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Correlates of spread rates for introduced insects

Fahrner, Samuel, Aukema, Brian H.
Global ecology and biogeography 2018 v.27 no.6 pp. 734-743
Insecta, adults, biological control, biological control agents, climate change, data collection, ecological invasion, environmental factors, fecundity, food choices, foraging, habitats, insects, introduced species, invasive species, longevity, multivoltine habit, natural enemies, protocols, risk analysis, statistical analysis, trapping, univoltine habit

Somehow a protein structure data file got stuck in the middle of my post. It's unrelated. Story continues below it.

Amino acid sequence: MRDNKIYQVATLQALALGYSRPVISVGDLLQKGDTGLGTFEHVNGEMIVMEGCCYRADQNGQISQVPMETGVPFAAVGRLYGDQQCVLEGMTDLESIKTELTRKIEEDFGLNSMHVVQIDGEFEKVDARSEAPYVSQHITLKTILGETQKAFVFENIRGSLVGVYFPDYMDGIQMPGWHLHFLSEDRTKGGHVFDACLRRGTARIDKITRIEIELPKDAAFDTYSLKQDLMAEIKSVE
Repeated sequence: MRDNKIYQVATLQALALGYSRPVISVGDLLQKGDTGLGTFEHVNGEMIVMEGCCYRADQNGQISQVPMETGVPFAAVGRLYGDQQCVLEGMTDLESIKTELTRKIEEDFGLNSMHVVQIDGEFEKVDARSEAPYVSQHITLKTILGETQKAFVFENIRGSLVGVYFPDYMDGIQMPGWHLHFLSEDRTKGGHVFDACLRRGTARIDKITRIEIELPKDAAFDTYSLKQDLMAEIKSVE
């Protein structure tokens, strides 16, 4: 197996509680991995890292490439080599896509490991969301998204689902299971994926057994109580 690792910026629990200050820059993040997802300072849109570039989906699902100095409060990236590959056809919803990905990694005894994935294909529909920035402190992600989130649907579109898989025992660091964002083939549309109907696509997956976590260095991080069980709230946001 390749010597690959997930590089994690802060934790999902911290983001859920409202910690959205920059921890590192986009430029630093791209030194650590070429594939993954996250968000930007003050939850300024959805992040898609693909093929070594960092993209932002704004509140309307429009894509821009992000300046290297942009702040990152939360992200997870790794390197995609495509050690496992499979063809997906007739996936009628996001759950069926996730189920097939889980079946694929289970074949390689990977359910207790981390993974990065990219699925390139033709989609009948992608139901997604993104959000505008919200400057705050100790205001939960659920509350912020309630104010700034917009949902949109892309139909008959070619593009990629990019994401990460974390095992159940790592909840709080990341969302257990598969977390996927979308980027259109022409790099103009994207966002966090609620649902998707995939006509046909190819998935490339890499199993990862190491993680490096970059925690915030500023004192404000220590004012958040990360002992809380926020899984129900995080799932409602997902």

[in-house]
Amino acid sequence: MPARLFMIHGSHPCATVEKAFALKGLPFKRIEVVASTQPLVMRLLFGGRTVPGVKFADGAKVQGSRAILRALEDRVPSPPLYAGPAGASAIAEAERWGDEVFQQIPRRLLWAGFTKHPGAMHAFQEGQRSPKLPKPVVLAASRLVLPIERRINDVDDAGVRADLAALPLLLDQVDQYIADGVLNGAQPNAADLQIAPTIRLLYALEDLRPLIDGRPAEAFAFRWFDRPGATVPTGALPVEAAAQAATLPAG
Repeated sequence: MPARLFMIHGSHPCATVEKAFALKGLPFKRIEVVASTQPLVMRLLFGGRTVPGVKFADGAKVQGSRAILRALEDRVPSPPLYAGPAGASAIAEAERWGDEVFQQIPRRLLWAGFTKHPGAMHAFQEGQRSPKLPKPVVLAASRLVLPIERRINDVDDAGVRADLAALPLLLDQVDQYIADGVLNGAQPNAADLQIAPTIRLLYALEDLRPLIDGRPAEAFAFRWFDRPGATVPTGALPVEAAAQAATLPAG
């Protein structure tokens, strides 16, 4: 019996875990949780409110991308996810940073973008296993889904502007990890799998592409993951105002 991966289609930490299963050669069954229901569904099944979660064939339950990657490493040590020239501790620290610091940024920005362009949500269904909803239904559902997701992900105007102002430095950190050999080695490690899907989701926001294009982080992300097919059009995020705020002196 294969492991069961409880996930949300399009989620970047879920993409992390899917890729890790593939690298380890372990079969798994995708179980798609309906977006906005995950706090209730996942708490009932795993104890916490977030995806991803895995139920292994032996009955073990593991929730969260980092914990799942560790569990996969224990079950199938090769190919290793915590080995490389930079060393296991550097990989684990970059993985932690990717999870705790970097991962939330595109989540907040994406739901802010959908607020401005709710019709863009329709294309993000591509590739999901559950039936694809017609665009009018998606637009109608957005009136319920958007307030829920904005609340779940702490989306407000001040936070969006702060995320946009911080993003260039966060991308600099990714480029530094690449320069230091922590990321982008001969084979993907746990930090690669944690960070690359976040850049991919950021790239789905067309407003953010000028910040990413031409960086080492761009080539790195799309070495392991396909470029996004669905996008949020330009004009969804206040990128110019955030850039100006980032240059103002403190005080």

AIM: The rate at which introduced insects disperse into novel habitats is a key determinant of the impacts of biological invasions and the efficacy of importation biological control programs. Understanding which life‐history traits or abiotic factors moderate spread rates is important for designing trapping and eradication programs for invasive insects and for designing release protocols of imported natural enemies. Our aim was to identify variables that can explain variation in spread rates of introduced insects. LOCATION: Global. Spread rates from 30 different countries were compiled. TIME PERIOD: 1976–2014. MAJOR TAXON STUDIED: Insecta. METHODS: We compiled 147 published spread rates of 86 non‐native insects. Spread rates were averaged per species so that each insect was only represented once in statistical analyses. Simultaneously, we collected information on several variables associated with the introduced insects such as adult longevity, diet breadth, diet preference, eusociality, fecundity, taxonomic order, role of passive dispersal (important versus not important), size, type (invasive species versus biological control agent), voltinism (i.e., the number of generations per year) and duration of spread. In addition to analysis of the complete data set, analyses of several subsets of the data were conducted to determine robustness and sensitivity of findings. RESULTS: In the global analysis, voltinism was clearly the most significant predictor of spread rates. Insects with more than one generation per year spread faster than those with one or fewer generations. Analyses limited to either invasive species or importation biological agents further confirmed that multivoltine insects spread faster on average than univoltine insects. MAIN CONCLUSIONS: Whereas previous work has shown that accidentally introduced insects spread faster than those introduced intentionally, the identification of voltinism as a key predictor of spread may enhance risk analyses and accuracy of forecasting, especially where a changing climate may alter patterns of voltinism.